Yosipovitch: I do believe that biologics have changed the world of CSU, because many of the patients—I would say the majority of the patients—don't respond to just very high doses of antihistamine. So, there is a significant number of patients who need drugs like omalizumab.

AJMC: Some of these patients receiving omalizumab are still symptomatic with CSU while on the required dose. What do you believe accounts for this high number of patients who are not responding adequately?

Yosipovitch: It has become very clear to us in the last couple of years that not all the CSU pathophysiologies are related to IgE antibodies and to autoallergen. There's what we call type IIB autoimmunity of the mast cells that involves IgG against epsilon receptor, anti–thyroid peroxidase (TPO) receptors, anti-TPO antibodies, and other autoimmune factors and antibodies. Therefore, omalizumab unfortunately is not so effective for these patients who have other autoantibodies. Although, it does help in some cases, it requires a longer period of treatment, and there are also failures. So, that's why omalizumab cannot cover all types of CSU.

I don't believe a blood test is really important in the diagnosis of CSU, but I do believe that IgE levels help me better understand how to continue treatment of patients who I predict will most probably fail or, less likely, will respond to omalizumab, due to the fact that patients with low IgE levels with CSU will not respond well to omalizumab. That kind of directs me to think about other treatments.

AJMC: There are some additional treatment considerations with omalizumab. Patients have to come in for the first 3 doses because it's a biologic, and can you just explain that burden?

Yosipovitch: This has a significant impact on dermatologists. Dermatologists are not used to keep patients an hour waiting and administering an injection in house. That's why a lot of dermatologists would avoid using omalizumab. Until 2 or 3 years ago in the US, it was actually mandated that the patients would have to be given the drug in a doctor's office. That's why a lot of dermatologists refuse to use this drug.

I do believe that even the first 3 visits is causing a lot of concerns among dermatologists who don't want to deal with this. They're not built to deal with patients waiting an hour and being monitored to see whether they develop anaphylaxis. I have to mention, the risk of anaphylaxis is extremely rare in these patients, but due to that warning and this indication of administering the first injection deters doctors from giving this drug.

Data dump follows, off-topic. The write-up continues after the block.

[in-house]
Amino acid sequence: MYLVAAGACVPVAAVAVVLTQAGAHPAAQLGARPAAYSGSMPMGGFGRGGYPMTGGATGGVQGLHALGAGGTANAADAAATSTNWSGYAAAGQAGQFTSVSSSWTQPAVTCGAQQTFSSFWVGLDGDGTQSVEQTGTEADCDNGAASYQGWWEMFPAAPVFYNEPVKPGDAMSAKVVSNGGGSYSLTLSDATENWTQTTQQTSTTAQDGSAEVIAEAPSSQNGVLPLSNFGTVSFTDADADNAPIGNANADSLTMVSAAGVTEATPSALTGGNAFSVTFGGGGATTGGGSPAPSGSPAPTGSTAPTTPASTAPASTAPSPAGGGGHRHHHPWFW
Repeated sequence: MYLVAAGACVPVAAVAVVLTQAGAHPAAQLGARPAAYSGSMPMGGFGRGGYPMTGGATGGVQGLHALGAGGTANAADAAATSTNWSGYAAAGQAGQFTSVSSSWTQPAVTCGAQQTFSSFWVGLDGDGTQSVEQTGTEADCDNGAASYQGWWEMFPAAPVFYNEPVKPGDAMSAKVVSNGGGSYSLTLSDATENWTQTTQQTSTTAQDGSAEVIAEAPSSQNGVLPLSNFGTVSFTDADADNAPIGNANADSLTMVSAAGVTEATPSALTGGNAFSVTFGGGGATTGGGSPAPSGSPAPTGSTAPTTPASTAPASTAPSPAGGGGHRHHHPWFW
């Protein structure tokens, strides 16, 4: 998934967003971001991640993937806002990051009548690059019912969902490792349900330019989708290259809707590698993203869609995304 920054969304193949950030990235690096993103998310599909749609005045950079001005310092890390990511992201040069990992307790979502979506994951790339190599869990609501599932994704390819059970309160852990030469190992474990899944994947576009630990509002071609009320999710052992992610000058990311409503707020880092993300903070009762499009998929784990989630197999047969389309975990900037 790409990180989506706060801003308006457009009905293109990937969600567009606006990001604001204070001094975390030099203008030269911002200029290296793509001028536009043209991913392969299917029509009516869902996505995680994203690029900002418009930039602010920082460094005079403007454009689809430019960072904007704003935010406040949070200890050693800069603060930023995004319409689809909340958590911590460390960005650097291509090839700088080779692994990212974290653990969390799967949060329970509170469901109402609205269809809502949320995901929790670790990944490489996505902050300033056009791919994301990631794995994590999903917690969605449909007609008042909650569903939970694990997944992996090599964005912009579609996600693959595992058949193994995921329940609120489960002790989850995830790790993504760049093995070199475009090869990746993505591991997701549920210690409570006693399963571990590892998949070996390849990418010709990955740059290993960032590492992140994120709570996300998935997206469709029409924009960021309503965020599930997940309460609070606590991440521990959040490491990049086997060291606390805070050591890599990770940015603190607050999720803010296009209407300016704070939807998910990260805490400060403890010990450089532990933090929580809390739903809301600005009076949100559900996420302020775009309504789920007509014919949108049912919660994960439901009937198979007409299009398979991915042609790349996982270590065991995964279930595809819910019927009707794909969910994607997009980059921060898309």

AJMC: The CSU guidelines have not been updated since 2014. What are the key updates that are needed in the newest version of the guidelines?

Yosipovitch: There are new drugs very close to being approved. One of them on the market already with an off-label use, but being tested in phase 3 trials, is dupilumab, which is an IL-4 receptor inhibitor. Type 2 cytokines have a significant impact on CSU, so the fact that this drug is already available, it could be added to the treatment regimen in patients who failed omalizumab. If the drug is approved later on in the US market, clearly it may change its positioning in the guidelines.

In addition, there are Bruton kinase inhibitors, like remibrutinib, which should be submitted for approval later in 2024. This will be another important additional treatment in our drug armamentarium for CSU. I think that the question would be whether it would be a first-line drug after antihistamines rather than omalizumab, because it has an effect beyond just IgE antibody, auto-immune, or auto-antigen antibody, because it targets more comprehensive antibodies due to the fact that it targets B cells. And it's an oral medication, and I do believe that we have a large patient population that would prefer to have oral medication, like we have with oral antihistamines. I think another advantage of having an oral medication is since CSU is not consistent, meaning the symptoms wax and wane, and patients may have multiple lesions one day and maybe none another day, the patient may be able to use it on and off. Although I don't think it would be stated by the drug company or the manufacturer as an on and off treatment on and off.